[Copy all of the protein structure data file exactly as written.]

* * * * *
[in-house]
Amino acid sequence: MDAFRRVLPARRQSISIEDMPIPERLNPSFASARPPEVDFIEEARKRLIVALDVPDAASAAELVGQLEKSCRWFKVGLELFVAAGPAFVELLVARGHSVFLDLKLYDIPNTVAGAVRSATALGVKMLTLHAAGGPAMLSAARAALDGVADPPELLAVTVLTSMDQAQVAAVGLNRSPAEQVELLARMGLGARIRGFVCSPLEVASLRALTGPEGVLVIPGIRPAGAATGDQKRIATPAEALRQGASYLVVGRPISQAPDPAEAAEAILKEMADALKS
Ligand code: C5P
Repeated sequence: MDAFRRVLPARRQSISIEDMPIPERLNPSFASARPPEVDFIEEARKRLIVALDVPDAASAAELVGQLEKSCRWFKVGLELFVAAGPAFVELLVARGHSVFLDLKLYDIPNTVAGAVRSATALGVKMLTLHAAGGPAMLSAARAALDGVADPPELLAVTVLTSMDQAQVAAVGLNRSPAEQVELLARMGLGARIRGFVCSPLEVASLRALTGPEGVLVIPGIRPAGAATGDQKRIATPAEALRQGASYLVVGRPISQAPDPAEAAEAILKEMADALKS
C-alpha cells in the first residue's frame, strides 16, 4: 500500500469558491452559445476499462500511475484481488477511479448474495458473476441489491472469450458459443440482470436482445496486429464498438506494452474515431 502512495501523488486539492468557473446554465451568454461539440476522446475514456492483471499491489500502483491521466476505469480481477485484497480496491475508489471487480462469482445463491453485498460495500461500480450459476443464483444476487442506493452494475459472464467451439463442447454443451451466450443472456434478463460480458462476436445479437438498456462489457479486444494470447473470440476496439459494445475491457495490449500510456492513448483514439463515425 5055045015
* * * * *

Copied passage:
[in-house]
Amino acid sequence: MDAFRRVLPARRQSISIEDMPIPERLNPSFASARPPEVDFIEEARKRLIVALDVPDAASAAELVGQLEKSCRWFKVGLELFVAAGPAFVELLVARGHSVFLDLKLYDIPNTVAGAVRSATALGVKMLTLHAAGGPAMLSAARAALDGVADPPELLAVTVLTSMDQAQVAAVGLNRSPAEQVELLARMGLGARIRGFVCSPLEVASLRALTGPEGVLVIPGIRPAGAATGDQKRIATPAEALRQGASYLVVGRPISQAPDPAEAAEAILKEMADALKS
Ligand code: C5P
Repeated sequence: MDAFRRVLPARRQSISIEDMPIPERLNPSFASARPPEVDFIEEARKRLIVALDVPDAASAAELVGQLEKSCRWFKVGLELFVAAGPAFVELLVARGHSVFLDLKLYDIPNTVAGAVRSATALGVKMLTLHAAGGPAMLSAARAALDGVADPPELLAVTVLTSMDQAQVAAVGLNRSPAEQVELLARMGLGARIRGFVCSPLEVASLRALTGPEGVLVIPGIRPAGAATGDQKRIATPAEALRQGASYLVVGRPISQAPDPAEAAEAILKEMADALKS
C-alpha cells in the first residue's frame, strides 16, 4: 500500500469558491452559445476499462500511475484481488477511479448474495458473476441489491472469450458459443440482470436482445496486429464498438506494452474515431 502512495501523488486539492468557473446554465451568454461539440476522446475514456492483471499491489500502483491521466476505469480481477485484497480496491475508489471487480462469482445463491453485498460495500461500480450459476443464483444476487442506493452494475459472464467451439463442447454443451451466450443472456434478463460480458462476436445479437438498456462489457479486444494470447473470440476496439459494445475491457495490449500510456492513448483514439463515425 5055045015